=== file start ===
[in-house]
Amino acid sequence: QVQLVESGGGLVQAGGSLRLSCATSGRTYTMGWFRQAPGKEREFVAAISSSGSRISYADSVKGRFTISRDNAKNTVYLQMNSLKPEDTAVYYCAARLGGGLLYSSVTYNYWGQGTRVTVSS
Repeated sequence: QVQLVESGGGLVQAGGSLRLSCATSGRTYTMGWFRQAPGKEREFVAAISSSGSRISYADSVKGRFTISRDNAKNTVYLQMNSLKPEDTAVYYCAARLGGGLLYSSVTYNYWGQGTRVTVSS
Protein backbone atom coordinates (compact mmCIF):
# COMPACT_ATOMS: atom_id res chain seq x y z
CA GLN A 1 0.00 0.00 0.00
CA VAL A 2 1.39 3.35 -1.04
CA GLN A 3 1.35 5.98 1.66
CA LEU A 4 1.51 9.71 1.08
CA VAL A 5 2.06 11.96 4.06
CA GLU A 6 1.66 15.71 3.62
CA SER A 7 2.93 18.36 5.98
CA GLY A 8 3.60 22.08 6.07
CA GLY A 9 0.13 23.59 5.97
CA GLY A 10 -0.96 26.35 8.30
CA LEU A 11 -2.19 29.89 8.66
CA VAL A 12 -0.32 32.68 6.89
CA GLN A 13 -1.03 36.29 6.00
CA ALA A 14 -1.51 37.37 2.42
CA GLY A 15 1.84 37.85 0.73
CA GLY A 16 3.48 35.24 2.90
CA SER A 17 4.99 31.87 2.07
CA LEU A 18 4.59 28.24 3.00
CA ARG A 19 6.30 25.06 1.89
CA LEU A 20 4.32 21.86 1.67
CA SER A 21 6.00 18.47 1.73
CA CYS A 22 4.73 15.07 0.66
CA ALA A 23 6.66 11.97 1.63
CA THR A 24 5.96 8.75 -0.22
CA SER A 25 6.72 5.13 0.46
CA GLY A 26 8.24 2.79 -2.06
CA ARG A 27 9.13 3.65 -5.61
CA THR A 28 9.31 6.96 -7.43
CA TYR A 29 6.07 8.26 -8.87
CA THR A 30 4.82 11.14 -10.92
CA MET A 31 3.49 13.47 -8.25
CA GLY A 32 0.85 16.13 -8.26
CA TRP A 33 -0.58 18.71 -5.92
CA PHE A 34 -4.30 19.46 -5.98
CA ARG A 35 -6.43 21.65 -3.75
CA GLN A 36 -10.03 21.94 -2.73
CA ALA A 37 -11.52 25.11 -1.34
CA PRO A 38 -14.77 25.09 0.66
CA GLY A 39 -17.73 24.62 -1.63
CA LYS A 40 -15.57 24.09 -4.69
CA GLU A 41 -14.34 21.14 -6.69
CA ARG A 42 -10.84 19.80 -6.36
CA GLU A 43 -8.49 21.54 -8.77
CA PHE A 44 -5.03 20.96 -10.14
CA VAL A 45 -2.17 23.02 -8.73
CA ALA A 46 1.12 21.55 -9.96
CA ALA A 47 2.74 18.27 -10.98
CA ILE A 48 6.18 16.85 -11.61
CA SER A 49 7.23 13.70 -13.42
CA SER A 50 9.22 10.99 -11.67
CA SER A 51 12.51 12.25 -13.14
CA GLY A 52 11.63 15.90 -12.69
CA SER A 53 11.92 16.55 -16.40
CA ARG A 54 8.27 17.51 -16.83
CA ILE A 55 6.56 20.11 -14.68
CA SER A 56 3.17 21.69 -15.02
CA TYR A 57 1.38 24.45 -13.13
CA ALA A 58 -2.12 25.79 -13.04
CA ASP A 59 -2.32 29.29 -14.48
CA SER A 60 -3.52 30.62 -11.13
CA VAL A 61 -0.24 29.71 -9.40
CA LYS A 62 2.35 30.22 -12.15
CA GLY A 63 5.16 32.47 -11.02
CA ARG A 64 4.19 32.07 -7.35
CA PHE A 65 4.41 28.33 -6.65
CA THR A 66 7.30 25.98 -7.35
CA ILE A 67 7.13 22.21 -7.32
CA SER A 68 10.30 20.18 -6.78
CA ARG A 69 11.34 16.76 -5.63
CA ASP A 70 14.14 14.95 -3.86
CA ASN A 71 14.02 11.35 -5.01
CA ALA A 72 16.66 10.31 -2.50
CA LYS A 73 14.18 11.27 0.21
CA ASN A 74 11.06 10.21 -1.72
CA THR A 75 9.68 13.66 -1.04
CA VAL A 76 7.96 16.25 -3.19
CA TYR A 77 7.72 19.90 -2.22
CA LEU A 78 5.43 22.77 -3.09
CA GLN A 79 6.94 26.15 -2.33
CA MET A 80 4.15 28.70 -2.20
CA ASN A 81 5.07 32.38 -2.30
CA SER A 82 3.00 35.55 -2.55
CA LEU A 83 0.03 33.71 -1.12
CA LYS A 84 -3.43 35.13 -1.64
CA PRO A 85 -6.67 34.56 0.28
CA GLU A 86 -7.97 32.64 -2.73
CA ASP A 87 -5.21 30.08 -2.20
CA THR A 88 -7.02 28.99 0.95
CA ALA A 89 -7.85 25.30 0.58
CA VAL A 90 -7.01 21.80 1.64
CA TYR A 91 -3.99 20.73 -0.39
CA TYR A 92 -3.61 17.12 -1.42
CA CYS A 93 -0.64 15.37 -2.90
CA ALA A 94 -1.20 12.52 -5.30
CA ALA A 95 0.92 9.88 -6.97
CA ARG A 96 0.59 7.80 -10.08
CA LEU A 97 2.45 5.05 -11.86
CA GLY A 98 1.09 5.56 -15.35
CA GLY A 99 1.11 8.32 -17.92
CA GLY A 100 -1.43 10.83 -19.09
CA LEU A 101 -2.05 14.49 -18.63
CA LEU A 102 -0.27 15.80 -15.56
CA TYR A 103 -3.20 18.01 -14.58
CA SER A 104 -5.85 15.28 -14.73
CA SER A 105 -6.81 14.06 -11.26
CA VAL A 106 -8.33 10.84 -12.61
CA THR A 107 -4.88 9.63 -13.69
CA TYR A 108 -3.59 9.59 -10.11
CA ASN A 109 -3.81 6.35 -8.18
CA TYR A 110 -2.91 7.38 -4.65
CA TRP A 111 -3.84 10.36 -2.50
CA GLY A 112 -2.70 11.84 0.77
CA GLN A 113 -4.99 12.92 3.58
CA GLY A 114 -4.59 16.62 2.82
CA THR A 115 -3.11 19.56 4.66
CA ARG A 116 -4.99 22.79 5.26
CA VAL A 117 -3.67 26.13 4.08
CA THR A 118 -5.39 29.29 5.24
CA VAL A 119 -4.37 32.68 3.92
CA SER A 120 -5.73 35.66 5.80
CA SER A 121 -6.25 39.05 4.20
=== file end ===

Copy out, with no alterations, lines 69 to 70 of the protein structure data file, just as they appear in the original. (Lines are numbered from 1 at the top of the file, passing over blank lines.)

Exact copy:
CA ARG A 64 4.19 32.07 -7.35
CA PHE A 65 4.41 28.33 -6.65